As you get closer to retirement – or at least wanting to rely more on your investments for an income – your portfolio balance should shift to investments that offer income over capital growth. Income-focused funds will typically prioritise income and capital preservation, but some offer modest capital growth too.
When considering these kinds of funds, look for the “yield”, which is the typical income that it pays on an annual, quarterly or monthly basis. Higher yielding funds will pay a bigger income, but be aware they will also be invested in riskier assets.
Once you’ve decided whether to focus on growth or income, you’ll need to decide what your risk appetite is. Unlike a younger investor, your timeline is a bit shorter and therefore less time for your investment to grow, so you should probably be a little more conservative with what you have in your portfolio.
A 25-year-old investor might focus solely on equities as these offer the best long-term growth prospects. But an older investor should have a mixture of other kinds of asset too – think of it as a kind of insurance policy in case the markets take a downturn.
Typically bonds are the best alternative to equities and will help minimise the impact of a market downturn on your portfolio. Bonds are not a share in a company, but a debt to be repaid, with interest. The value of these bonds will change over time so you can grow your portfolio this way too – albeit more modestly. Bonds also have the benefit of yielding more than equities in most circumstances. Bond yields also don’t disappear like company dividend income payments sometimes do.
A further insurance policy in a portfolio is precious metals such as gold, or even just some cash. Both essentially don’t react to economic condition changes in the same way as company stocks and are therefore a great alternative.
Once you have an idea of what kind of balance you want to give to your funds, you’ll need to consider more specifically which to hold.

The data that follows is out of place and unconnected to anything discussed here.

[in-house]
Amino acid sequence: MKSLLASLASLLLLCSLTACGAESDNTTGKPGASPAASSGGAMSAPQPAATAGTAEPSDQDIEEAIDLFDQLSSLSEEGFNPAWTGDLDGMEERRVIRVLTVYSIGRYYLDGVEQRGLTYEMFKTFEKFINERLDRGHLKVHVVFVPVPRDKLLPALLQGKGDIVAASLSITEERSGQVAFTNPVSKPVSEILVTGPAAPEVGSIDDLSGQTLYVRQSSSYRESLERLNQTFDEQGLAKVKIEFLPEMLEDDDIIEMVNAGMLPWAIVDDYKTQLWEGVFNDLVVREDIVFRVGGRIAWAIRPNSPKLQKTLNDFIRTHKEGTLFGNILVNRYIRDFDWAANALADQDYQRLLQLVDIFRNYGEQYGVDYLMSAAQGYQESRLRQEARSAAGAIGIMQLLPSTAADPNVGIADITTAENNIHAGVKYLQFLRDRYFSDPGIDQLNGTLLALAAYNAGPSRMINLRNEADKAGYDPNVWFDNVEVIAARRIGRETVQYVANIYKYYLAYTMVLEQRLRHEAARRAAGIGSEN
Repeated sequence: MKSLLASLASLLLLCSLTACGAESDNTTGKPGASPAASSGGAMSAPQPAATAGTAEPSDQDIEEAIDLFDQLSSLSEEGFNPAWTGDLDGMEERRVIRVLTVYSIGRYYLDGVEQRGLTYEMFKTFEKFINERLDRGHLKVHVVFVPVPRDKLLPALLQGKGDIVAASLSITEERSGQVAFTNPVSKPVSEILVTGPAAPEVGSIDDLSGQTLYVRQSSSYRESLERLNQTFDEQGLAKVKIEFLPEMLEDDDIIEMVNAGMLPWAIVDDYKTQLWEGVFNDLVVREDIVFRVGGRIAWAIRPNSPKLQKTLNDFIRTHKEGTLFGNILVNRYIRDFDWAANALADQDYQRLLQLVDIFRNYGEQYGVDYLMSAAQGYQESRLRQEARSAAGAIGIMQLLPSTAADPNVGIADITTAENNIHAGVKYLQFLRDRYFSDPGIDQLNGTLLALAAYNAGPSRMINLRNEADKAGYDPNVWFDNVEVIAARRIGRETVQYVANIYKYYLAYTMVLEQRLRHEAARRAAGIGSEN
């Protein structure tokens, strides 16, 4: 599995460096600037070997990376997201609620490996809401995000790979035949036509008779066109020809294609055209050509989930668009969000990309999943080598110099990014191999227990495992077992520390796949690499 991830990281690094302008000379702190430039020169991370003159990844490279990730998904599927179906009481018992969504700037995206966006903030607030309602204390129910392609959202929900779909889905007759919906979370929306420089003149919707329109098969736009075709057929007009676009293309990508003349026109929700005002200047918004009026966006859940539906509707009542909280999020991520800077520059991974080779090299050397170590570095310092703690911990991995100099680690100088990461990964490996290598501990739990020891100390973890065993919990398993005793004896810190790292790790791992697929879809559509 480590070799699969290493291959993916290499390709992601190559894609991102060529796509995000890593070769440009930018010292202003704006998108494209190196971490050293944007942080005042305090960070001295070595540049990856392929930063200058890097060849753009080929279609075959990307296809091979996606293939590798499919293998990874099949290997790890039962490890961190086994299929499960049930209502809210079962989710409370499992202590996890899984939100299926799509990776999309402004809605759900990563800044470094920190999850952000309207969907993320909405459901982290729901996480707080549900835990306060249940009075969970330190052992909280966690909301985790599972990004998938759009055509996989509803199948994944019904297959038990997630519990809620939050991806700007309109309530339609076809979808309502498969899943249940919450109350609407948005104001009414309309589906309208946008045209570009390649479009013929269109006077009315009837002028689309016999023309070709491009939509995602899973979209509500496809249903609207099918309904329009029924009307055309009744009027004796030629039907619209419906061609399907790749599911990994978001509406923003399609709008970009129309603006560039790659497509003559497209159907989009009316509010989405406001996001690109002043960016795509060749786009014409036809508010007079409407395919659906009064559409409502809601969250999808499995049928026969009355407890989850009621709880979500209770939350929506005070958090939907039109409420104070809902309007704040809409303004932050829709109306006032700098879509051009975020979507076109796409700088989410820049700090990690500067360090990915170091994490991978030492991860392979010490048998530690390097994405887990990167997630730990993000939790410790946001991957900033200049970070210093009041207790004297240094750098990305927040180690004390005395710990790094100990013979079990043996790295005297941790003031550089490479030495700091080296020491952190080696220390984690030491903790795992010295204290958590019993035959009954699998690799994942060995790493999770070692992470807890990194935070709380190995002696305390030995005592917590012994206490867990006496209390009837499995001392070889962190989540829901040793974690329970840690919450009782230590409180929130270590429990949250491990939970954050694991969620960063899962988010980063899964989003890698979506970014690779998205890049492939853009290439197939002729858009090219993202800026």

A blend of passively managed and actively managed funds is a good starting point. Passively managed funds are generally cheaper in terms of management fees, but don’t provide as much flexibility as an actively-managed fund.
When it comes to capital growth with less possible downside, global growth funds are a good option, as are funds in reasonably mature markets such as the US or Europe.
Another good option for someone who wants a blend of equities and bonds are funds that automatically do this for you, such as the Vanguard LifeStrategy range.
These Vanguard funds are specifically designed so you don’t have to think too hard about anything other than the weighting. For example, the Vanguard LifeStrategy 60% Equity fund does what it says on the tin – 60% of the fund is invested in equities, with the rest in bonds.
Other than that, you can look at funds that track commodities such as gold. A good example of this is the iShares Physical Gold ETC. This cheap fund tracks the price of gold and makes for an excellent diversifier that will preserve the value of your portfolio when markets are struggling.
Also in this series:
How do you know where to start when there are so many funds to choose from? Start with just three, aligned to your appetite for risk.
As you build your confidence over time and know what to look for, it helps to have more choice. See our top fund picks aligned to your investing goals and your appetite for risk.
We've added new fund lists for experienced investors, so whether you're looking to invest in Emerging Markets, US equities or ethical funds, we've got three starter funds to choose from.
This article was written by Edmund Greaves, personal finance journalist.
The views and opinions expressed by the author may not necessarily represent views expressed or reflected by EQi.